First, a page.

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$500,000 Zayed Prize for ex-PM of Norway

By a staff reporter / 20 May 2008

DUBAI — Dr Gro Harlem Brundtland, Norway's first woman prime minister for two terms and former Director-General of the World Health Organisation, leads four other awardees of the Zayed Prize of the 4th Cycle to be honoured in a special ceremony on June 9 at the Jumeirah Beach Hotel in Dubai.

His Highness Shaikh Mohammed bin Rashid Al Maktoum, Vice-President and Prime Minister of the UAE and Ruler of Dubai, will honour Dr Brundtland and four others. Dr Brundtland won the Zayed Prize for Global Leadership in Environment for which she would receive US$500,000, a trophy and a diploma.

The four other awardees are Prof Jane Lubchenco, leader in environmental sciences from the US, and Prof V. Ramanathan, distinguished climatologist from India but working in San Diego, California, who won the Zayed Prize for Scientific/Technological Achievements; and, the Environment Development Action in the Third World (ENDA) in Senegal and Tierramerica in Latin America — two non-governmental organisations — which won the Zayed Prize for Environmental Action Leading to Positive Change in Society.

Ministers of environment from around the world, heads of regional and international organisations, Gulf dignitaries, international media and members of the international jury and the technical advisory committee will attend the award ceremony.

Dr Klaus Toepfer, chairperson of the international jury and leading professor in Environment for Sustainable Development, announced the winners at a Press conference held at the Dubai Police Academy yesterday.

According to him, Dr Brundtland got the first prize for Global Leaders in Environment for her active involvement in sustainable development which started when she chaired the World Commission on Environment and Development (WCED), popularly known as the Brundtland Commission, and her far-reaching approach to public health as director-general of WGO and her present achievements as special envoy on climate change for UN Secretary-General Ban Ki Moon.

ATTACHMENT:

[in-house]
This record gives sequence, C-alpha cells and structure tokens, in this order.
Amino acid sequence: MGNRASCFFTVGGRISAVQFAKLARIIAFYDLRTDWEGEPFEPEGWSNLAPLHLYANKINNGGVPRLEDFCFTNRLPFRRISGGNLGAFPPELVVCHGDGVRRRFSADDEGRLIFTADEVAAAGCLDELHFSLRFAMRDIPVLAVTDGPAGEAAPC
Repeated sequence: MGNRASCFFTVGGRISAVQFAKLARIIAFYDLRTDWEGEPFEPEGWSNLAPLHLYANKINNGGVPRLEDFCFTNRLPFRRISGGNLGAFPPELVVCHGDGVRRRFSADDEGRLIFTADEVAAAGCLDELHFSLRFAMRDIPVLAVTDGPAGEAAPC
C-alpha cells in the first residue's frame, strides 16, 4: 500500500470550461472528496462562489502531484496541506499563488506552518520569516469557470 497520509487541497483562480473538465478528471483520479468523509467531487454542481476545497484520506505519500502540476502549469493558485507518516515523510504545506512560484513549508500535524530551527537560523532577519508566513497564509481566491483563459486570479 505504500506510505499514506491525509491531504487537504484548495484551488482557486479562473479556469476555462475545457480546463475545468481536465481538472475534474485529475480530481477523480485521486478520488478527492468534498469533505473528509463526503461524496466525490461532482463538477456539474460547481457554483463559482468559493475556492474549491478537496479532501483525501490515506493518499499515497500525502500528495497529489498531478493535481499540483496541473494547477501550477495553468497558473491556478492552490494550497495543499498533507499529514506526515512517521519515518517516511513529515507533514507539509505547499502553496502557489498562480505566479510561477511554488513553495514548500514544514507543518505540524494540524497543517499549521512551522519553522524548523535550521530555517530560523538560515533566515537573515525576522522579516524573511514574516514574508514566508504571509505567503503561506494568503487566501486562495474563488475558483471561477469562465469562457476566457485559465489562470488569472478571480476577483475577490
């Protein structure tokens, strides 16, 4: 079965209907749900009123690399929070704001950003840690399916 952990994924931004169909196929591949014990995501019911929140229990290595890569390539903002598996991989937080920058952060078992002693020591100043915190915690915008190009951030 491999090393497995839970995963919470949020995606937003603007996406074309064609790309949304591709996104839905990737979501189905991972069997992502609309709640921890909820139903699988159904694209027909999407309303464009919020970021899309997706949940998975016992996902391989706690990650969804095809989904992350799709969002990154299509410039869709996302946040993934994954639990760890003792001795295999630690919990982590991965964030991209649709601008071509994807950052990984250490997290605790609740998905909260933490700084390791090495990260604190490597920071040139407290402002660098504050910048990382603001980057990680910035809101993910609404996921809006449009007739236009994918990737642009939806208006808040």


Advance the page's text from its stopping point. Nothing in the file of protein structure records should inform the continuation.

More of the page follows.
Prof Lubchenco and Prof Ramanathan won the second prize for their scientific and technological achievements in environment with the former known for her discovery of the fundamental ecological and evolutionary relationships among animals and plants and the effect of aquaculture on world fish supplies.

Prof Ramanathan was cited for identifying the famous chlorofluorocarbons, stratospheric ozone and other pollutants as significant man-made factors leading to global warming and his contributions to the discovery of widespread Atmospheric Brown Clouds (ABC) phenomenon.

He showed that soot in the clouds led to a reduction in the solar radiation at the ocean surface, heating of the atmosphere and the regional climate change in South Asia.

They will each receive US$300,000, a trophy and a diploma.

For the third prize, Environment Development Action in the Third World based in Senegal has demonstrated over 30 years of success in improving the environment and people's lives throughout the African continent.

Tierramerica, a specialised information service on environment and development produced by Inter Press Service (IPS), an international news agency, has served as a space for debate, drawing a wide range of social factors from Latin America and the world since 1995.

They will each receive US$200,000, a trophy and a diploma.

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